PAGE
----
Q. If you could have dinner with someone, dead or alive, who would that be? 

As you know, we’re both American. And so the person I’ve always wanted to understand how they were able to do what they did was FDR. I don’t want to make a reasonable correlation between what the industry is trying to do and what FDR did with the new deal. But I think it would be fascinating to see how. How did go from idea to really make it happen, Right? Because I think it’s one of the biggest things that’s ever happened domestically in the US. 

Also, a lot of the most successful economic programs, right, to get a significant percentage of the population back on its feet. And, you know, kind of set the stage for the US being able to get to support and later participate in the war. And to get the US back on its footing economically. And I need to talk to, how the heck did he go from getting the people together, who actually came up with the idea, I don’t know whether it was him or not, to getting it done, because that was a massive thing, right? And you relax and have a drink so it would be a good company. 

Q. If somebody was going to write a book about you, John, or if you were going to write your own autobiography, what would the title of it be? 

I think it would be, and I’m sorry for the American reference, again, I’m trying to call Pull Hitter. I am a huge baseball fan. I played baseball passionately for 18 years of my life, and continue to be a fan to this day and when you’re at the plate, you can hit the ball to the right of you or so you can call the right field, which means you are swinging quite late. For the pitches coming in fast, you might be seeing it late. You might have full reactions or if you are a pull hitter, it is much cooler to be a pull hitter, right? Because you’re ahead of the pitch. Unfortunately, I was never a pull hitter. So I have this dream in my head of being a pull hitter hitting the ball at the left field power. 

So I think that’s what would be my desired title for a biography and autobiography. I think it would be quite sad if I tried to come up with a biography. 

Q. You played baseball passionately for 18 years. Can you tell us a little about that? 

Yeah, that was the only thing. I did it for 18 years. I was sent on to become a professional baseball player. I spent every waking moment from about the time I was eight years old, until the time I was 18, playing baseball and had some really fun experiences playing in lots of different teams. I lived in Europe for five years. As a kid, there were still a lot of Army bases back then, and all the European countries had baseball teams. So every summer, there would be a huge baseball tournament to see which European team would go to the Little League World Series in Pennsylvania. And so I participated in that a couple of times. When I moved back to the US, I continued to play, again, all with this little kids dream of becoming a Major League Baseball player, I wasn’t quite good enough. So I think I was pretty good, but I wasn’t good enough to become a professional. It just continues to hound me how good professional athletes are.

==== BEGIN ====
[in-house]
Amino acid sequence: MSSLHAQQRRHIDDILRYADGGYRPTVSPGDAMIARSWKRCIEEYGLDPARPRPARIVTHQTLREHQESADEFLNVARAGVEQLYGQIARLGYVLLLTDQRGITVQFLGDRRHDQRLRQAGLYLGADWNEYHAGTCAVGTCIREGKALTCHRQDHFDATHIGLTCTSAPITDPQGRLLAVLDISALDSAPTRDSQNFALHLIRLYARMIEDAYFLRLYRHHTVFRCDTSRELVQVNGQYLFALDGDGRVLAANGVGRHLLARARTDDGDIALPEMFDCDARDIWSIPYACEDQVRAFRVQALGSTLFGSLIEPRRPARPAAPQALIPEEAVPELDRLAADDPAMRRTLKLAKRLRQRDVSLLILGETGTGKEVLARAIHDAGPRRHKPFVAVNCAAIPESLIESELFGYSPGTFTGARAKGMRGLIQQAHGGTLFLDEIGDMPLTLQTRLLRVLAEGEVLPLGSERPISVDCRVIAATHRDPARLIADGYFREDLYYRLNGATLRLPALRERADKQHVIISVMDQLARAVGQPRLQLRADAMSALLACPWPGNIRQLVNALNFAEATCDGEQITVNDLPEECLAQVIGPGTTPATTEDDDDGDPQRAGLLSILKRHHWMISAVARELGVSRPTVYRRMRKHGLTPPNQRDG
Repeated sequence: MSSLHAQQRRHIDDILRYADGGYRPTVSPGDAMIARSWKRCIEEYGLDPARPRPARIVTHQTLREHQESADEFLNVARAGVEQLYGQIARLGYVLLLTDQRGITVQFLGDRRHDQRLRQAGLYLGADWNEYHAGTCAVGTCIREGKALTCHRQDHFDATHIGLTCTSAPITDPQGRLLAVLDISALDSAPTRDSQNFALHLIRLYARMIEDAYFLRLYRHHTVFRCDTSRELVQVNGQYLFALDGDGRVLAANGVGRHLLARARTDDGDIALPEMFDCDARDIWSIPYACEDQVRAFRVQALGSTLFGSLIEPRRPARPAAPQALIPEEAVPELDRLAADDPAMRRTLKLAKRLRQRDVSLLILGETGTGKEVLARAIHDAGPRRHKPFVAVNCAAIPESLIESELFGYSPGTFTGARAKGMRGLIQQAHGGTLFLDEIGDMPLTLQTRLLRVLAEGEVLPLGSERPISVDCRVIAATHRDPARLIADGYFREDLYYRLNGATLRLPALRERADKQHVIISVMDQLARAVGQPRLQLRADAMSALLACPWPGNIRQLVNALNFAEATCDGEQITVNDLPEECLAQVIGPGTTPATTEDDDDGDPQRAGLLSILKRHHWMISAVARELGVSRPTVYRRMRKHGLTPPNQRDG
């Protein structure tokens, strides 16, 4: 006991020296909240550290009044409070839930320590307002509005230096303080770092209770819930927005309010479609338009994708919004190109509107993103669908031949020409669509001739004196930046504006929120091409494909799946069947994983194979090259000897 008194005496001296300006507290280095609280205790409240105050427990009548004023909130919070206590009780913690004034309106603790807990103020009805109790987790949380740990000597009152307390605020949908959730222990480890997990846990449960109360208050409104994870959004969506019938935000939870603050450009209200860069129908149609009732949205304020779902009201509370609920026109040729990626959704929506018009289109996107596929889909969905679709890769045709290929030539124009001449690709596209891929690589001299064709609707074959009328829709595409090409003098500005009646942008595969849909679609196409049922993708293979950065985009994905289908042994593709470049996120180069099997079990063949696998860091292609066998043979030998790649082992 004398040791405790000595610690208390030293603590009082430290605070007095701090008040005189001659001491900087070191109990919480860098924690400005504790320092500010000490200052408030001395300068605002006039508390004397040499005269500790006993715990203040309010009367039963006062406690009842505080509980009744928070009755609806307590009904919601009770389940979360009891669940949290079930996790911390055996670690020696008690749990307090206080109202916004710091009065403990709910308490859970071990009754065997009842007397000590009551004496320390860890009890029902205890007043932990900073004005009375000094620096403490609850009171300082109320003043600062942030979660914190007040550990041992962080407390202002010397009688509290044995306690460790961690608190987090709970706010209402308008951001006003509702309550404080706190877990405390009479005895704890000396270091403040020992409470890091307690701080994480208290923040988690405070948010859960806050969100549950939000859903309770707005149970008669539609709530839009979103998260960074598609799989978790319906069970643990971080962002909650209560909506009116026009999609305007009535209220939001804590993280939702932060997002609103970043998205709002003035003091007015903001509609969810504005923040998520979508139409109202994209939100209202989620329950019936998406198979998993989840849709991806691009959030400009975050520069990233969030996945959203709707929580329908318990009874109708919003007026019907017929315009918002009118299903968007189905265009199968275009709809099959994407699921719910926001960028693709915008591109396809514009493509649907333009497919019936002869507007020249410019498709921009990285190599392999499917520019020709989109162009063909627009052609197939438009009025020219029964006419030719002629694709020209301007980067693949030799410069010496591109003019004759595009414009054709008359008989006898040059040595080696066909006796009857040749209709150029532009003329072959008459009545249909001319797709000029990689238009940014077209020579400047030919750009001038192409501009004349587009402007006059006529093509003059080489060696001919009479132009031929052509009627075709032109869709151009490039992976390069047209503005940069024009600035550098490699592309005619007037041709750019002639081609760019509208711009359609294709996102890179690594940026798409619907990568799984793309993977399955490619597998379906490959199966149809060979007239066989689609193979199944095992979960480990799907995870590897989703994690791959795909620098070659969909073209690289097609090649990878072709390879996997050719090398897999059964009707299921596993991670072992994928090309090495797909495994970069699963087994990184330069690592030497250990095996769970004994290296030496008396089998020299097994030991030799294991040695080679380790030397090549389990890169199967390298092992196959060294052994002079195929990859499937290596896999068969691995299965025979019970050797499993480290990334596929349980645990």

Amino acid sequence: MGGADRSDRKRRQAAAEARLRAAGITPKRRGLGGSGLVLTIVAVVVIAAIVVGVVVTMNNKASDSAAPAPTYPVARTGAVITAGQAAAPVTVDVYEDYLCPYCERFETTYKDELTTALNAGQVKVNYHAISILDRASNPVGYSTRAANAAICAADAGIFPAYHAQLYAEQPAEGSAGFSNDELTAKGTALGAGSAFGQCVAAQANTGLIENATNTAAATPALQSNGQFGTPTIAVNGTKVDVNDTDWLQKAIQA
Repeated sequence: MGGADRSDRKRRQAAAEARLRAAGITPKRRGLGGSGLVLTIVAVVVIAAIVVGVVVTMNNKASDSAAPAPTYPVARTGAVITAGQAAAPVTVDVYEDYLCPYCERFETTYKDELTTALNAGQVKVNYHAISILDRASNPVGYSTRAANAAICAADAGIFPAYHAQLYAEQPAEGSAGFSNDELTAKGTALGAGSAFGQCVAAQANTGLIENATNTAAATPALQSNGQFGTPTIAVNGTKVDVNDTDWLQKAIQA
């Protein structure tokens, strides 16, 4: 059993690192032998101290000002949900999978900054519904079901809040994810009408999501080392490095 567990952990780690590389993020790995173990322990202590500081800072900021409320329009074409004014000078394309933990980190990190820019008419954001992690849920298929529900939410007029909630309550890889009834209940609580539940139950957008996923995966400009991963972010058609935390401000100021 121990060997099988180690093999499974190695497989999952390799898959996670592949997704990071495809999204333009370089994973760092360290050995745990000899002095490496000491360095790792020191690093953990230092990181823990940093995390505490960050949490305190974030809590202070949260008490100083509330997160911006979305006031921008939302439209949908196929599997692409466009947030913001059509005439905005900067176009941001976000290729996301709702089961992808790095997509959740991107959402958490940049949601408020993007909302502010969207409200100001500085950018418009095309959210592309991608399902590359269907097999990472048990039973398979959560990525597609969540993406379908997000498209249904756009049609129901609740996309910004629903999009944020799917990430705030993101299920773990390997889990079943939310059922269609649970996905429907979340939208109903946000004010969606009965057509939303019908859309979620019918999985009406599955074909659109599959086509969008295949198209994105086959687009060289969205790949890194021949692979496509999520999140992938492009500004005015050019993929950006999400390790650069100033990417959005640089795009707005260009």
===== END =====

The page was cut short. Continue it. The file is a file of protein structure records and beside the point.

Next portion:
Q. That’s really impressive and cool. Who’s your favorite baseball team in the States? 

The Minnesota Twins. I remember, walking into the Yankee Stadium. Was the first day I remember, I was about six and it was, It was church. It was a religious experience. Spending three hours outside in the summer and a ballpark with your dad. 

There’s pretty much no, there’s nothing better. You get no better way to spend your time at all. 

Q. Do you have a favorite comfort food?

Comfort food. So lasagna is a big number for me. And also, my wife’s Austrian and I spend a lot of time in Austria. So there are a lot of Austrian comfort foods, pork roast with dumplings, and many other things which are kind of Beef rolls. Absolutely wonderful.So those three things are probably what I would define has come true for me. 

Q. If you had one message for the Siinda community, what would that be? 

Well, I think it would make sense to confirm that the last year hasn’t been any different than the couple of years before it in one thing, and that is, especially with the Dogado acquisition of Harold and what we’re planning there. I think that this industry could benefit from big decisions rather than small ones, and maybe more risk taking, so, what I can, this wouldn’t be a message, but I always like to convey my, my experience over the last 4 or 5 years in this industry that says, not one time have I regretted a big decision, but I think occasionally I regret that the decision that we made that wasn’t big enough. 

So, um, if this industry is going to continue to grow and flourish as it needs to, we’re going to need bigger decisions that we’re going to need more risk taking. And so far, I haven’t seen a single downside to doing that.